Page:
THE BOTTOM LINE: The bad guy O’Hare has two goons who loom large and might scare kids younger than 6. But nothing is really too scary here, even in 3-D.
Tyler Perry’s Good Deeds. Teens who like more intimate personal dramas might be pulled into director/star Tyler Perry’s world. He plays Wesley Deeds, the soft-spoken millionaire CEO of a San Francisco software company. He lives with his fiancee, who finds Wesley sweet but predictable. His brother, Walter, is a loose cannon with anger issues who works at the family business. Their mother is a grande dame who favors Wesley and wishes Walter would shut up. Then there’s Lindsey, a single mom in dire financial straits who works on Deeds’s office building’s cleaning crew. Lindsey was evicted from her apartment and now lives in her car. This is no life for her adorable 6-year-old daughter, Ariel. Wesley becomes far more involved than he expects to.
THE BOTTOM LINE: The movie includes one semi-explicit sexual situation that is fairly steamy for a PG-13. The script features rare midrange profanity and sexual slang. Characters get into a fistfight and make verbal references to promiscuity. In one upsetting scene, family services personnel take Lindsey’s daughter away.
Gone. This thriller starts off reasonably intriguing and may well draw in high-school-age audiences. (It’s a little too intense and fraught for middle-schoolers.) Jill, who lives with her sister Molly, is on anti-anxiety and anti-depressant meds because she was either abducted by a serial killer from whom she escaped or she had a mental breakdown and imagined all that. When she comes home from her waitressing job and Molly isn’t there, Jill becomes convinced that the guy who abducted her is back.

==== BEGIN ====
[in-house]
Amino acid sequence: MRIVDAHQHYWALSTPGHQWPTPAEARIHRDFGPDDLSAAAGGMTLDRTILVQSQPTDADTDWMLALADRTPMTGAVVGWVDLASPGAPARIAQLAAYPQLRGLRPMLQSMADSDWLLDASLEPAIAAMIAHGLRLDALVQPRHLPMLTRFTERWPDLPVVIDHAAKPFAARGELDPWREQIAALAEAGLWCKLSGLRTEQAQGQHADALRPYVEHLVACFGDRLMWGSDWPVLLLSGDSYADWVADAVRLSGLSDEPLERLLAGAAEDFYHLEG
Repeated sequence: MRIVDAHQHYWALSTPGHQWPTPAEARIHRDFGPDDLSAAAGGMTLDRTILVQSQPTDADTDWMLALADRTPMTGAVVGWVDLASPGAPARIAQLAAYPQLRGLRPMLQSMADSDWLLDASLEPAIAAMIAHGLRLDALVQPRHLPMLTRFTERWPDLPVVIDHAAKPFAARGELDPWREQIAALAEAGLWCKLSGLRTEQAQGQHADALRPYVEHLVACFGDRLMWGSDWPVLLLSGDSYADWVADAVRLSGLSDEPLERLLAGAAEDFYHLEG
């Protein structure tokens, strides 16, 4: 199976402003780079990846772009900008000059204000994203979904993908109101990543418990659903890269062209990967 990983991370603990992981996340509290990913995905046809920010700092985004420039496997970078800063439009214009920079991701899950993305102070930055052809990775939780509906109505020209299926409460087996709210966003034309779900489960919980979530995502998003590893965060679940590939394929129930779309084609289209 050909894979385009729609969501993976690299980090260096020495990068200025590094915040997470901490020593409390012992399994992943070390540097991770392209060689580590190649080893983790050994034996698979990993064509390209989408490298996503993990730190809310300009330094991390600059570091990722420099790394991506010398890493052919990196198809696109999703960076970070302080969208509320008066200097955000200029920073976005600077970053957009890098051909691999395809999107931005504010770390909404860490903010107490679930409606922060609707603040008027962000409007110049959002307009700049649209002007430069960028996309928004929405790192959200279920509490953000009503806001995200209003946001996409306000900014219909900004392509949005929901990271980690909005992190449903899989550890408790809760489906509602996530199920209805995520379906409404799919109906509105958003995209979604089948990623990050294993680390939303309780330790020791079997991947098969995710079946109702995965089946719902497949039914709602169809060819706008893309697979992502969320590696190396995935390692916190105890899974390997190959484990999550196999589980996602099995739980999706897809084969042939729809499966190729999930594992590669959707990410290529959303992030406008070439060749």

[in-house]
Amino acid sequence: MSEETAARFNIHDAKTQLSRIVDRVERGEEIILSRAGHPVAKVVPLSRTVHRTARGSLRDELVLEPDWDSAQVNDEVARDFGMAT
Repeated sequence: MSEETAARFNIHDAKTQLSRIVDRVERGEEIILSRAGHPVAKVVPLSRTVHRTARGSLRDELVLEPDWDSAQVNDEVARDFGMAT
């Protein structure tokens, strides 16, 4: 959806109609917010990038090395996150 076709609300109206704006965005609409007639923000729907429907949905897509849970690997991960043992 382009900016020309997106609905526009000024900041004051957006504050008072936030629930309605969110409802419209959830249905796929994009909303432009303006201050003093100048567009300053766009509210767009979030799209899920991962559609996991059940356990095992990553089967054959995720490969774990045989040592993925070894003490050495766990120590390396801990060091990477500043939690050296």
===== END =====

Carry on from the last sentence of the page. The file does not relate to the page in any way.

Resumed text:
The bottom line: The script includes midrange profanity and crude sexual innuendo. There is subtle sexual innuendo involving the idea of a serial killer who abducts young women, but it is not explored. Scenes of fighting, car chases and gunplay are intense, but not graphic. At one point we see what might be skeletal remains of victims.
Undefeated. High-school-age sports fans 15 and older who like true stories about people who triumph over adversity will be drawn into this documentary, which just won an Oscar. Filmmakers Daniel Lindsay and T.J. Martin followed the 2009-10 season of the struggling Tigers football team at inner-city Manassas High School in North Memphis. The film focuses on the sweet-natured and gifted athlete O.C., who lives part time with an affluent white family in East Memphis for tutoring; the academically strong, athletically less stellar Montrail, whose knee injury threatens his chances of getting into a good college; and Chavis, a smart kid with a criminal record and a temper. Central to the story is their volunteer coach, Bill Courtney, a prosperous family man who grew up without a dad and who worries that his intense dedication to their welfare means he’s neglecting his own kids.
THE BOTTOM LINE: There is a little strong profanity and one scuffle between the kids.
Project X. A trio of high school nerds try to raise their coolness quotient by throwing a party in this very R-rated teen comedy that is not for under-17s. The bash gets out of hand in a way that nearly wrecks the neighborhood and attracts the SWAT team.
THE BOTTOM LINE: “Project X” includes nudity, steaming profanity, graphic sexual slang, drug use and drinking, and less graphic but still R-ish sexual situations. Add to that major property damage.
Wanderlust. Jennifer Aniston and Paul Rudd are well cast in this cleverly off-center social comedy. It’s not for under-17s and is a hard R. George and Linda are a loving but impractical New York couple whose financial situation craters. They hit the road and land at a bed-and-breakfast run by a hippie commune. They’re quickly pulled into the commune’s truth-telling encounter groups, improvisational hootenannies, vegan meals, pot smoking, hallucinogenic tea and free love.
The bottom line: The R reflects nudity, strong profanity, sexual slang, less graphic sexual situations, drug use and drinking.
Horwitz is a freelance writer.